Upon the whole, I feel compelled to dissent from the Court, on the point of jurisdiction; and this renders it unnecessary for me to express my sentiments on the residue of the points in the cause.

Decree affirmed, except as to interest on the amount of the specie in the hands of the defendant, Sullivan.

1821.

U.S. Bunk

(CONSTITUTIONAL Law.]

. Planters'

Bank.

The BANK OF THE UNITED STATEŚ

V.
The PLANTERS' BANK OF GEORGIA.

Thi Circuit Court of the United States have jurisdiction of soits

bioutie by the Bank vi the United States against another Bank, in-
ciu porated under a law ui in State, and of which the State itself is
a stockholder, together with private individuals, wiw are citizens of
the same State with son of the stockholders of the Bank of the

United States.
The Bank of the United States may suc in the Circuit Courts, as en.

dorsee or bearer of a promissory votc, although the original payee
or endorser could not sue in the same Courts, being a citizen of the

same State with the defendants. The circumstance that a State is a member of a private corporation,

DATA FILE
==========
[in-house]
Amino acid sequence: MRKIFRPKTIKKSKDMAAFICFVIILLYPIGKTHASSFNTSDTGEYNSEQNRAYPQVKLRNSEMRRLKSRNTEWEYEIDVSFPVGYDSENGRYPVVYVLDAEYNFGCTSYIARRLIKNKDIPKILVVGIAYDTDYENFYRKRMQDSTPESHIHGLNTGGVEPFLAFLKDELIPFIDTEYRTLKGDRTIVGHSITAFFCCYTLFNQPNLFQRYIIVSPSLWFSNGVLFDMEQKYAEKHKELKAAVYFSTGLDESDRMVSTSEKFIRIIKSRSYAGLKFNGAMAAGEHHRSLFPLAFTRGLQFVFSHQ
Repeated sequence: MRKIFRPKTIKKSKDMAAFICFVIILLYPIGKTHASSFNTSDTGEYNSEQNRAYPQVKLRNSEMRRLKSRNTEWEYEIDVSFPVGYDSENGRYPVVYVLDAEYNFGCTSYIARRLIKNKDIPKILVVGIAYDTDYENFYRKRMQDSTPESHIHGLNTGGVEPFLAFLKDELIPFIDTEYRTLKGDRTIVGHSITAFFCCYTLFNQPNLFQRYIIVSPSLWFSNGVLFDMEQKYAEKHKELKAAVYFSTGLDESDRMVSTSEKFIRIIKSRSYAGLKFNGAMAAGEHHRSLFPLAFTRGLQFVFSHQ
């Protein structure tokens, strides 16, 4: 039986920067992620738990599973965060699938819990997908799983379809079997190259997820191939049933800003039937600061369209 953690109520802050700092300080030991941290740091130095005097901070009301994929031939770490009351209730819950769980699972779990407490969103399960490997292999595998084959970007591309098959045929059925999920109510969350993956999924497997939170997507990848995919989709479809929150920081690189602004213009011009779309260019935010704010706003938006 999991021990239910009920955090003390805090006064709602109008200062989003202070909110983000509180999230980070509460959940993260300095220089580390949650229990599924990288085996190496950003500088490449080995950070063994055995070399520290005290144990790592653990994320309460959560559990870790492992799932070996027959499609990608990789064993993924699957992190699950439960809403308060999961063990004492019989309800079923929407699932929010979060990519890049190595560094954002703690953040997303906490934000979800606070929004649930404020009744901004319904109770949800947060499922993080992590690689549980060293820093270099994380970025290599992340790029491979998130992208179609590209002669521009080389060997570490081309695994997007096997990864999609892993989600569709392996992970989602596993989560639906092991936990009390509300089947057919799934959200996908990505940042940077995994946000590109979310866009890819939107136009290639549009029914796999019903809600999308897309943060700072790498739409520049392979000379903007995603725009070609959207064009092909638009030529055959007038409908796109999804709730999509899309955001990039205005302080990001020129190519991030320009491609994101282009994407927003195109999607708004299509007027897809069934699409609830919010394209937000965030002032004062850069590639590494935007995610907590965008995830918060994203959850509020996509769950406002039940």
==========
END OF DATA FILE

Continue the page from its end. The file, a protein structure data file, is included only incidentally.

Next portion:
will not give this Court original jurisdiction of suits where the cor. poration is a party, or oust the Circuit Courts of the jurisdiction vested in them by law.

March 11th.

THIS cause was brought up on a certificate of a division of opinion between tho Judges of the Circuit Court of Georgia, upon the questions arising in it, and was argued by the same counsel with the preceding case of Osborn o. The Bank of the United States.

March 20th.

Mr. Chief Justice Marshall delivered the opinion of the Court.

In this case, the petition of the plaintiffs, which, according to the practice of the State of Georgia, is substituted for a declaration, is founded on promissory notes, payable to a person named in the note, " or bearer," and states, that the notes were

Planters'

" duly transferred, assigned and delivered” to the 1824. plaintiffs, “who thereby became the lawful bearer

U. 8. Bank thereof, and entitled to payment of the sums therein specified; and that the defendants, in conside

Bank. ration of their liability, assumed," &c.

The Planters' Bank pleads to the jurisdiction of the Court, and alleges, that it is a corporation, of which the State of Georgia, and certain individuals, who are citizens of the same State with some of the plaintiffs, are members. The plea also alleges, that the persons to whom the notes mentioned in the petition were made payable, were citizens of the State of Georgia, and, therefore, incapable of suing the said Bank in a Circuit Court of the United States ; and being so incapable, could not, by transferring the notes to the plaintiffs, enable them to sue in that Court.